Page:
Morocco has been ruled from various cities throughout its history, with the title of capital shifting from one to another. Fes, Marrakech, Rabat, and Meknes are the major cities we’re talking about.
Morocco’s Imperial Cities are a showcase for the country’s vibrant culture and diverse heritage.
All of these cities have a lot in common, like an old Medina, royal palaces, new French parts, and being close to a lot of fun excursions. Historical sites can be found all over Morocco’s Imperial Cities, particularly in the Medinas, which can take you on a journey into the past.
1. Marrakech “The Red City”
Marrakech is Morocco’s fourth largest city and the most well-known tourist destination. The city was established in 1062 by Almoravid King Yusuf Ibn Tashfin.
The medina was later surrounded by red walls, which included several Quranic schools and mosques. Between the western Maghreb and Sub-Saharan Africa, the city became a significant ethnic, political, religious, and trade centers.
In 1147, the Almohads conquered the city and destroyed almost all of the city’s monuments and palaces. They went on to build the Koutoubia Mosque. Under Sultan Ahmed Al-Mansour Ad Dhahbi, Marrakech became the capital of the Saadian kingdom in the 16th century.
Marrakech, like the other imperial cities in Morocco, has both an ancient medina and new regions. A huge traditional market can be found in the vibrant medina, with shops selling everything from traditional Amazigh (Berber) carpets to intricately carved lanterns.
Fes is Morocco’s second-largest city, with walls that stretch for nearly 10 miles and a population of 1.1 million people. It is the biggest imperial city in Morocco. Idriss I founded Fes, which has served as the capital of Morocco for four separate dynasties: Idrisid (789), Marinid (1248), Wattasid (1465), and Alaouite (1666).
Fes is one of the most well-preserved ancient towns in the Arab-Muslim world. The University of Al Qarawiyyin, for example, is a UNESCO World Heritage Site. The university, which was established in 859, is the world’s oldest currently operating university.
Taking a tour through the maze of the Medina is also a great treat for tourists in Fes; there, you can see the most popular Riads of Morocco.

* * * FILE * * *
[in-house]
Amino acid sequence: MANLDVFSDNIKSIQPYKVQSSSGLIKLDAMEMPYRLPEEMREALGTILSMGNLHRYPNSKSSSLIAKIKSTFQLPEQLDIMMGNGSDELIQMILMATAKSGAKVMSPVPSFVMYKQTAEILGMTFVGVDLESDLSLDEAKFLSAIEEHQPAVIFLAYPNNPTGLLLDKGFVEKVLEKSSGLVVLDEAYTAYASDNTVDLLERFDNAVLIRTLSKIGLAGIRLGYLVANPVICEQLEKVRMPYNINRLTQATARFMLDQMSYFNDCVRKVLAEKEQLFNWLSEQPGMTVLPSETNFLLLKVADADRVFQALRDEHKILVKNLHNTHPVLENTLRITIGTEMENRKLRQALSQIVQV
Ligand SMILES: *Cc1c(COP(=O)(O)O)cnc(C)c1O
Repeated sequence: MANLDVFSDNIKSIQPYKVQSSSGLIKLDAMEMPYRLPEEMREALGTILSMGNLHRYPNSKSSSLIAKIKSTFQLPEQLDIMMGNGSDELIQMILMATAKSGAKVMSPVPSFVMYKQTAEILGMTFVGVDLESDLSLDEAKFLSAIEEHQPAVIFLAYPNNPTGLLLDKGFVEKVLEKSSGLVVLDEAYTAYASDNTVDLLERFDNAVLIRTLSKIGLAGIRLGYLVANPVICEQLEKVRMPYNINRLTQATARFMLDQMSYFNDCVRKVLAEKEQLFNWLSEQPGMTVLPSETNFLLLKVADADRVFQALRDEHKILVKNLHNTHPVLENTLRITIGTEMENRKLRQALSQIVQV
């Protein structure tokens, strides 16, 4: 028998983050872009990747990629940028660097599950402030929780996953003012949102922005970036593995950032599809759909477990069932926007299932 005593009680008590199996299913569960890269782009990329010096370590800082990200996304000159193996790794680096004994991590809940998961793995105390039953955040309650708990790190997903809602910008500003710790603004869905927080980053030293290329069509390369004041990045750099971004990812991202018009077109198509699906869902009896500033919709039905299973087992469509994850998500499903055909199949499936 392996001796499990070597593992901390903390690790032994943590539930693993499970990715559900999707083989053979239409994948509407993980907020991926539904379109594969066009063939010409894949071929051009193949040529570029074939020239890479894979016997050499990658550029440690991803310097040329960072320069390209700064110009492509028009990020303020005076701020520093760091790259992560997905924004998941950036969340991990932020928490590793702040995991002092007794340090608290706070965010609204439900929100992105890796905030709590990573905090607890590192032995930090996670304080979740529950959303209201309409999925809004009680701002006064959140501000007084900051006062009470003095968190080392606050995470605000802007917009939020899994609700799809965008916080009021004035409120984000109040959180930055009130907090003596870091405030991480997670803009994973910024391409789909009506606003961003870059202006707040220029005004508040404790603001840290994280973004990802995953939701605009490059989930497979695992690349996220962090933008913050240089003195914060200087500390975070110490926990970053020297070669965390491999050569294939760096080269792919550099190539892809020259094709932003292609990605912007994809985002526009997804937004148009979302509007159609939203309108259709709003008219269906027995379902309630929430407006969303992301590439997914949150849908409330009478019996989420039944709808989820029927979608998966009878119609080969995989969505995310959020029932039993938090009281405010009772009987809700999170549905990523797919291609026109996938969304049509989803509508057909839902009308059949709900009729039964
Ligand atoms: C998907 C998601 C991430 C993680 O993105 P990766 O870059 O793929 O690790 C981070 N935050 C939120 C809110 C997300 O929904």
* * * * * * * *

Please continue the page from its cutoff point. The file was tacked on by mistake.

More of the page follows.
Apart from the medina, the Zaouia of Moulay Idriss II and the Al Attarine or Bou-Inania madrassas, or schools of Quranic learning, are two other worthwhile attractions in Fez.
Fes is among the best known cities in medieval Jewish history. Indeed, it was one the home of one of the most influential Talmudic scholars of all times, Rabbi Isaac Alfasi, as well as of Maimonides in the years 1160 to 1165.
Fes, founded in the 8th century, is definitely Morocco’s most fascinating city. This metropolis, sited in a valley, was Morocco’s first capital, and is today the kingdom’s intellectual, religious and cultural center.
Meknes is less than an hour’s drive from Fez, its imperial capital. It was created by Almoravids from the Meknassa, a great Amazigh tribe that had fled Tunisia. The Almohads destroyed the city and reconstructed it between 1199 and 1213.
The Almohads and Marinids founded madrassas like Bou Inania, mosques, and kasbahs (Kalled fortresses).
Later, the Alaouite Sultan Moulay Ismail started building massive palaces, parks, temples, and more than 40 kilometers of 15-meter-high walls. The Sultan of Meknes selected Meknes as the capital of his kingdom in 1672.
Sultan Moulay Ismail has left historical places for the world to see hundreds of years since his death. The massive pool, vast wall, and magnificent palace are only a few examples. Along with the Medina, Lahdim Square is a must-see location where you can get a close look at Moroccan history and culture.
Rabat is Morocco’s capital and the country’s seventh largest city, with a population of about 580,000 people and a metropolitan population of over 1.2 million people in 2014. It is also the administrative capital of the Rabat-Salé-Kénitra district.
The city was established as a military town in the 12th century by the Almohad ruler Abd al-Mu’min. The city developed slowly, but after the Almohads fell out of power, it went through a long period of decline. Rabat became a refuge for Barbary pirates in the 17th century.
Yaqub al-Mansur, another Almohad Caliph, moved the capital of his empire to Rabat. He built Rabat’s city walls, the Kasbah of the Udayas and began construction on what would have been the world’s largest mosque. However, Yaqub died and construction stopped. The ruins of the unfinished mosque, along with the Hassan Tower, still stand today.
Rabat was added to the list of Morocco’s imperial cities in the 18th century by Alaouite Sultan Mohammed III, and it is now the country’s second-largest city.
Rabat’s architectural history is embodied in the imperial city’s many temples. Rabat’s European architecture and architectural style highlight the city’s modernity. The palace of King Mohammed VI and all foreign embassies are also located there.
The Imperial Cities of Morocco are Fes, Meknes, Marrakech, and Rabat, which are all UNESCO World Heritage Sites. Marrakech is where Europe, Africa, and the Middle East collide and unite, dating back to a thousand years.
If you’re a history buff, the Moroccan Imperial cities are the perfect places to go. The diversity in these cities stems from a long tradition of intermixed societies that have coevolved. Morocco is unquestionably one of the best destinations to visit if you’re interested in cultural diversity.
If you visit Morocco without any prior knowledge of its history and culture, you can miss out on some of the incredible ancient sites that the country has to offer.